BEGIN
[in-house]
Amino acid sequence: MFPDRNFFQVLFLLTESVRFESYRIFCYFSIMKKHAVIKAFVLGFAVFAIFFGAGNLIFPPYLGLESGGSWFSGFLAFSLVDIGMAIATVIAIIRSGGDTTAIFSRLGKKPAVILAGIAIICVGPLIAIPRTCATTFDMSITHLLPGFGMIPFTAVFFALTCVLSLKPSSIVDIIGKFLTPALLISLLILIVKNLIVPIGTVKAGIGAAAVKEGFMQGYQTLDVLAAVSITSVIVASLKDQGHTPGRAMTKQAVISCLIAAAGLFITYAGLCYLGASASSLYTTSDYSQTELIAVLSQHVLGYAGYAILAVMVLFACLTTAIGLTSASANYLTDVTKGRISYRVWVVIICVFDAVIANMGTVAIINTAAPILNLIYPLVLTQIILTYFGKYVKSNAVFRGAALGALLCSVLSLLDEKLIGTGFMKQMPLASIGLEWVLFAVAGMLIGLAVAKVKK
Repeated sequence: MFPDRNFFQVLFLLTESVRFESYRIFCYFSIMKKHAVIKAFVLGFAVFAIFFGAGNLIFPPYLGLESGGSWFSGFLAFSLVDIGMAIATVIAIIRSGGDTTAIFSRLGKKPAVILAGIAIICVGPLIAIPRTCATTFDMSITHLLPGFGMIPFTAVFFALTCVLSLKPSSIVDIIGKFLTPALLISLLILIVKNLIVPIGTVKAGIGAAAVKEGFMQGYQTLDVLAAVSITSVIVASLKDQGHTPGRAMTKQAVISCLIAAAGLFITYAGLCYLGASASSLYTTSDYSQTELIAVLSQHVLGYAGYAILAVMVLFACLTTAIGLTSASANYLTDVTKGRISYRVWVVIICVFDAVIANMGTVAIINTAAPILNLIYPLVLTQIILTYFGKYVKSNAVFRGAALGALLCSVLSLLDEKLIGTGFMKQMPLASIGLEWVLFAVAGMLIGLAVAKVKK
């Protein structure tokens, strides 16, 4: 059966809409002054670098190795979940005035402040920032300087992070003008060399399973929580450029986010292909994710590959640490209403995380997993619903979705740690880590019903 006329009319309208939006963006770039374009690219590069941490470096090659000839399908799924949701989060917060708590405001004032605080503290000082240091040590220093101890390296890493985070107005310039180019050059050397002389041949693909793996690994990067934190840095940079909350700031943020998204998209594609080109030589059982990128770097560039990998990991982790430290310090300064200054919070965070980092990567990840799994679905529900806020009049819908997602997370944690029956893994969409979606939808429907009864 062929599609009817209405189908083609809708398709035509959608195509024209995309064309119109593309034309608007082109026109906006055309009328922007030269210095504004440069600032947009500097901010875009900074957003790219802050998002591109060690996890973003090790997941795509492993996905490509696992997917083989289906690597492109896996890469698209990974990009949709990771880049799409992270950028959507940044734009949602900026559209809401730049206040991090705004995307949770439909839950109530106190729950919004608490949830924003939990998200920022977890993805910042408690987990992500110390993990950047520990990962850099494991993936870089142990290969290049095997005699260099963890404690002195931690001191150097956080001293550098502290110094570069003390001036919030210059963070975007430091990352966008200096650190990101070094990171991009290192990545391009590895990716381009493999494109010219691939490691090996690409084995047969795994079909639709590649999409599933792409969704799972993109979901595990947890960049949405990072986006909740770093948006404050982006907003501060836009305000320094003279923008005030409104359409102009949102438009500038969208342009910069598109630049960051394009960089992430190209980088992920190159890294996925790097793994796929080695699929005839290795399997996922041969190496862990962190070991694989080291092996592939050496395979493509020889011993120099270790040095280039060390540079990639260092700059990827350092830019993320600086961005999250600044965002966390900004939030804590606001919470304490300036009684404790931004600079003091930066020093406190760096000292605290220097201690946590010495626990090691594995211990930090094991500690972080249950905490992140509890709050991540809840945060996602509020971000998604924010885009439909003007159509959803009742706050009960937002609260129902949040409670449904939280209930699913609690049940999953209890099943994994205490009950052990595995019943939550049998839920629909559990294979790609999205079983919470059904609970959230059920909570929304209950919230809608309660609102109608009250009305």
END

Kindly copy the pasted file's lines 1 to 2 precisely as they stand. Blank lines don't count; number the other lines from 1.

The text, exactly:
[in-house]
Amino acid sequence: MFPDRNFFQVLFLLTESVRFESYRIFCYFSIMKKHAVIKAFVLGFAVFAIFFGAGNLIFPPYLGLESGGSWFSGFLAFSLVDIGMAIATVIAIIRSGGDTTAIFSRLGKKPAVILAGIAIICVGPLIAIPRTCATTFDMSITHLLPGFGMIPFTAVFFALTCVLSLKPSSIVDIIGKFLTPALLISLLILIVKNLIVPIGTVKAGIGAAAVKEGFMQGYQTLDVLAAVSITSVIVASLKDQGHTPGRAMTKQAVISCLIAAAGLFITYAGLCYLGASASSLYTTSDYSQTELIAVLSQHVLGYAGYAILAVMVLFACLTTAIGLTSASANYLTDVTKGRISYRVWVVIICVFDAVIANMGTVAIINTAAPILNLIYPLVLTQIILTYFGKYVKSNAVFRGAALGALLCSVLSLLDEKLIGTGFMKQMPLASIGLEWVLFAVAGMLIGLAVAKVKK